More of our Subscribers’ amazing aircraft: M
I also added a cockpit resin set. Otherwise the kit was built out of box.
The decals were kind of a challenge as the originally intended CONDOR decals are not available any more in 48th scale.
I printed them from pictures from the internet and also used some decals from the FCM Malvinas set.
The kit, being one of the first attempts from HobbyBoss was easy to build and in the end worked even better than the Eduard kit I did build in parallel.
The result is a Mirage III CJ at the end of its long service life in two very different air forces.
Quite an old kit with a lot of poor fit around wing root front and a lot of sink marks. This was a test piece and so not corrected.
‘Marmite’ weathering technique etc to wing edges. Had to check out the construction of the plane as it was part wood. Made sure I exposed the metal or original green colour. No varnish used between layers… I forgot but it caused no problems.
Used a worn out Flory sponge stick to wear back the white [ grey ] to the green colour.
Canopy dipped in Future.
Uschi elastic for Ariel.
Pastel and airbrush weathering.
Cheers, David G.L
The kit from Meng is very nice injected and a enjoyable build. I didn’t need any sanding work, the fit is awesome. I used Gunze Mr. Hobby Paints and salt technique for the chipping. The pre-shade made with yellow color and covered by IJN Green.
Some details of the aircraft:
Kit Review here: http://kitmaniac.com/site/?p=2162
Engine: Mitsubishi Ha-221 Ru | Power: 2,200hp
Wing span: 37ft 11 5/16in | Length: 37ft 4 13/16in
Loaded Weight: 9,921lb | Max Speed: 454mph at 32,810ft
A lot of models of Japanese aircraft are shown highly weathered and some almost devoid of paint. It seems that the assumption that the paint used was poor quality and thus had a short life is unfounded. The Japanese produced some very good paints – e.g. lacquers. in all probability it was a lack of primer, and the strong sun in Pacific theatre. The poor old Mavis was a bit lumbering and lightly armed – and thus rather vulnerable. There is a story of a Dogfight between a B17 and “Mavis”!!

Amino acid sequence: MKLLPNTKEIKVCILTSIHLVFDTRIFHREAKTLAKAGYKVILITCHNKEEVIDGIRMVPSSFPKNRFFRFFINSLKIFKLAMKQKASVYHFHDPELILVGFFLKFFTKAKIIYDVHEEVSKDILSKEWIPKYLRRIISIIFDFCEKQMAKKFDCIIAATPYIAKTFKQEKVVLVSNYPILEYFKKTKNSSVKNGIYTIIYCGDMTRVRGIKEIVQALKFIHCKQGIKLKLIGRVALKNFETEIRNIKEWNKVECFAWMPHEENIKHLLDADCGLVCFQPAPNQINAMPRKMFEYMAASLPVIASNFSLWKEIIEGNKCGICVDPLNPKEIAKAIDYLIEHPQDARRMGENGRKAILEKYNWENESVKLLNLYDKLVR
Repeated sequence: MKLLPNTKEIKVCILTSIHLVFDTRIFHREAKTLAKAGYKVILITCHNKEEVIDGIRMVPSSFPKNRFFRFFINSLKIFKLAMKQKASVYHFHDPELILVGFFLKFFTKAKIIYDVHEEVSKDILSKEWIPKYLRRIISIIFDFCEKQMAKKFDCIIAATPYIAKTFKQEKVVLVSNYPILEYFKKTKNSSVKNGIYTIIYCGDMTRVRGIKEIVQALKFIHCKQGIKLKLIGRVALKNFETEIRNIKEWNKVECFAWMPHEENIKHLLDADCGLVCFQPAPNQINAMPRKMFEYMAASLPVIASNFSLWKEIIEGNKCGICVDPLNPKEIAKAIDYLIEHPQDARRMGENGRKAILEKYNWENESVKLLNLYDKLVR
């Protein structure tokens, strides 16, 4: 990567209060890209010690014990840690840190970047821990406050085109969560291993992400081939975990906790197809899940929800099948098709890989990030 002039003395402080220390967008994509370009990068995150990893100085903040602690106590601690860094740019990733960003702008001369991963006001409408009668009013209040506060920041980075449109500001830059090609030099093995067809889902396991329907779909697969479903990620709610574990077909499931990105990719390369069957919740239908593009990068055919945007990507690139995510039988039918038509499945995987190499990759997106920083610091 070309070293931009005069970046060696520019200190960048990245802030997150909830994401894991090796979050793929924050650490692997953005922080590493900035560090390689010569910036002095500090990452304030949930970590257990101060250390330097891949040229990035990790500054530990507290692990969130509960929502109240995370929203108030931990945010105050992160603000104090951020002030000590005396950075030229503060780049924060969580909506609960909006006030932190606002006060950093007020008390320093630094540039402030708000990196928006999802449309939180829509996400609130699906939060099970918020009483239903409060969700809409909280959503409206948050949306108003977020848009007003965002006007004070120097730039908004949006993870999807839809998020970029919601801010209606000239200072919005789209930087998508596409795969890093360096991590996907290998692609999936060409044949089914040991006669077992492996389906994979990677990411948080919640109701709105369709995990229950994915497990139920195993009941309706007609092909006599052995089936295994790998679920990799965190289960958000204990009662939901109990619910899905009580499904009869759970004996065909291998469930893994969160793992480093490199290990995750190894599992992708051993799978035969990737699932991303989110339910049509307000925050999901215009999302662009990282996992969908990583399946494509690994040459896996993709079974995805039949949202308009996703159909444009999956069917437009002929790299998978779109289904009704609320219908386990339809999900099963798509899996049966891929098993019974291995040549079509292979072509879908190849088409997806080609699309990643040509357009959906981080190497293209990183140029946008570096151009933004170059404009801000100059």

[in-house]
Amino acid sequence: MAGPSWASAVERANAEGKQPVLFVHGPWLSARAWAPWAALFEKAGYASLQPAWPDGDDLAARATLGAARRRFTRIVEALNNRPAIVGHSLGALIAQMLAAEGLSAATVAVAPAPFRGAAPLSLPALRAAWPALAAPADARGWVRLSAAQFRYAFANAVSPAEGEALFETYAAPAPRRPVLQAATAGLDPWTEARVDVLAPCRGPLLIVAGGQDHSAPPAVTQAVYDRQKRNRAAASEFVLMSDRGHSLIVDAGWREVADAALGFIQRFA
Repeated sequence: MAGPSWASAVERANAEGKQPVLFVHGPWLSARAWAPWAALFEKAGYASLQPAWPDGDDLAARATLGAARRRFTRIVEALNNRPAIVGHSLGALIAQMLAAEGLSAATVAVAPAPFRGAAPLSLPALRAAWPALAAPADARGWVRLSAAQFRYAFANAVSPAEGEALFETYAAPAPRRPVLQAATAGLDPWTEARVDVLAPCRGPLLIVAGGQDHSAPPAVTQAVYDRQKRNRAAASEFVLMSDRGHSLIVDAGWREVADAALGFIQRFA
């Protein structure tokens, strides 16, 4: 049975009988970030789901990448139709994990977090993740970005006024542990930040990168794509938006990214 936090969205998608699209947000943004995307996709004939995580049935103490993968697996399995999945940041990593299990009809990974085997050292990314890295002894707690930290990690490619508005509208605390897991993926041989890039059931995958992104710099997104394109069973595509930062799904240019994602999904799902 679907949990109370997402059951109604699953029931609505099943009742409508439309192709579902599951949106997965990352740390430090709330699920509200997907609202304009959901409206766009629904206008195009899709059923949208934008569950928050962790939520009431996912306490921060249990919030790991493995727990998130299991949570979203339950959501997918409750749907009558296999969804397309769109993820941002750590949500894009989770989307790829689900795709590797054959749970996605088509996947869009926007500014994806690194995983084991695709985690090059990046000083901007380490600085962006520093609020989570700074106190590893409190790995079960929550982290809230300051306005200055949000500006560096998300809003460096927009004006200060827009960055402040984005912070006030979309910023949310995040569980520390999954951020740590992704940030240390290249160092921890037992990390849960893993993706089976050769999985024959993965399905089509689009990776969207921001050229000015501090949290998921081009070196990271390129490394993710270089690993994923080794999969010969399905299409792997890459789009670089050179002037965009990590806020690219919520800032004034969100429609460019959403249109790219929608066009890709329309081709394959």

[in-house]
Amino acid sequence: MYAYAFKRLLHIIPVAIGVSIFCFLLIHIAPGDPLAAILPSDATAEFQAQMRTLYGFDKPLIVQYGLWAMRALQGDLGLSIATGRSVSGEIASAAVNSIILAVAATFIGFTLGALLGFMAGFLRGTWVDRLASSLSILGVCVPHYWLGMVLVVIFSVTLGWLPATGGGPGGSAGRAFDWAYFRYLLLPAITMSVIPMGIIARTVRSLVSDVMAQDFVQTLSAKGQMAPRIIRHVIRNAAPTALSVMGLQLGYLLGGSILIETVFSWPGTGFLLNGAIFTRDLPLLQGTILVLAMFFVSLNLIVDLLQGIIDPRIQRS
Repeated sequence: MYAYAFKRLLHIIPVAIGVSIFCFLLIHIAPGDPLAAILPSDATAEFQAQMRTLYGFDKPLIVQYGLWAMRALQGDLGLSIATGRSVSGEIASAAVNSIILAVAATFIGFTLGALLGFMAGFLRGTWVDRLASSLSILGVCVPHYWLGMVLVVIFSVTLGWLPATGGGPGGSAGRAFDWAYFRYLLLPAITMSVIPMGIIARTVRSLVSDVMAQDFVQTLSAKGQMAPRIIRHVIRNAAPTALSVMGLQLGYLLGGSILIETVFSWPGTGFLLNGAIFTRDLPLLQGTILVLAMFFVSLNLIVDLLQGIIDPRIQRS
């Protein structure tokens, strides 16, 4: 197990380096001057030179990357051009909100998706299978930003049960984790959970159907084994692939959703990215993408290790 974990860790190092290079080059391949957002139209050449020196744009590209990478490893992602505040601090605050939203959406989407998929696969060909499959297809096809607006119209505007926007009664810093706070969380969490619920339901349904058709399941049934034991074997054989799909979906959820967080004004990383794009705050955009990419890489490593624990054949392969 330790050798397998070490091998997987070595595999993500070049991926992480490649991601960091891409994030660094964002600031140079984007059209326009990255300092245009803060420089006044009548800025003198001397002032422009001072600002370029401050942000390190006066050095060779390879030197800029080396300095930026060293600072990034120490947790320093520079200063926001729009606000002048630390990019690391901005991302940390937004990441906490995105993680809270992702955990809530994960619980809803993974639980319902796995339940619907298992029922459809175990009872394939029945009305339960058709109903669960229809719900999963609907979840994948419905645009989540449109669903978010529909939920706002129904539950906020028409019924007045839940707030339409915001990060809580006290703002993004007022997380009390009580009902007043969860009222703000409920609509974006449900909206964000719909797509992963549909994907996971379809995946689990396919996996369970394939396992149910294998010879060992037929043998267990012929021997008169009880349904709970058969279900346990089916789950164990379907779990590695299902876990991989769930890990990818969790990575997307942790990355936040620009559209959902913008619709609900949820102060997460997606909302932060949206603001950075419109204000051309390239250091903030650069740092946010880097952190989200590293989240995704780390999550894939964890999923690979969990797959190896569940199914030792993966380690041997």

Very nice kit – but possibly hard to find.
The kit goes together very well just like the others in this series. Hobby Boss has provided a metal floor to the gun bay which provides enough weight to keep the front wheel on the ground. The only issues that I had with the construction were with the tabs that located the cockpit inside the fuselage. I found that these had to be shortened slightly. Doing this made it much easier to get the fuselage halves together.
The only things that I added to the kit were some brake cables and the pitot on the left wing was replaced with telescoping rod and tube. On reflection the radar antennae look a little chunky and perhaps I should have replaced these as well to give this area of the model a more refined appearance.
I usually use oil paint as a wash to emphasise the panel lines on my aircraft models. In this case as an experiment I used dark grey pastel chalk. I think that the overall effect looks a little heavy in this case. I’ll certainly be experimenting with pastels in the future, but will maybe restrict their use to darker finishes.
Hobby Boss has covered a lot of the Me 262 variants with well produced, up to date kits that are accurate and easy to build. They are a great favourite of mine and I look forward to building some more of these in the future.
The only addition was etched seat belts.
Painted with Aeromaster & Tamiya Acrylics, & weathered with artist gouache.
Like Trumpeter with its series of 1:35 Russian KV tanks, Hobby Boss seem to be attempting to cover every possible variant of the Me262 including the one-off prototypes. The A-1b variant represented an attempt to power the Me262 with BMW300 engines as a fallback in case of shortages of the Junkers Jumo engines originally intended for the aircraft. As it turned out the machine was very successful and was in some respects superior to the Jumo powered variants. Despite this no production was undertaken.
The Hobby Boss kits are excellent, being accurate, relatively cheap and easy to build and like the Trumpeter KV series I often use these as simple relaxing builds in between more complex projects. There is a great deal of internal detail included such as the canon bay and equipment in the rear of the fuselage. I found the kits much easier to deal with than the earlier Trimaster / Dragon offerings, they even supply a metal roof to the front undercarriage bay to add enough weight to keep the front wheel on the ground. The only things that I found needed care were the doors over the cannon bay (I think it’s actually easier to leave them open than close them) and the underside / rear of the wing to fuselage joint (this seems to be a common problem with a lot of Me262 kits).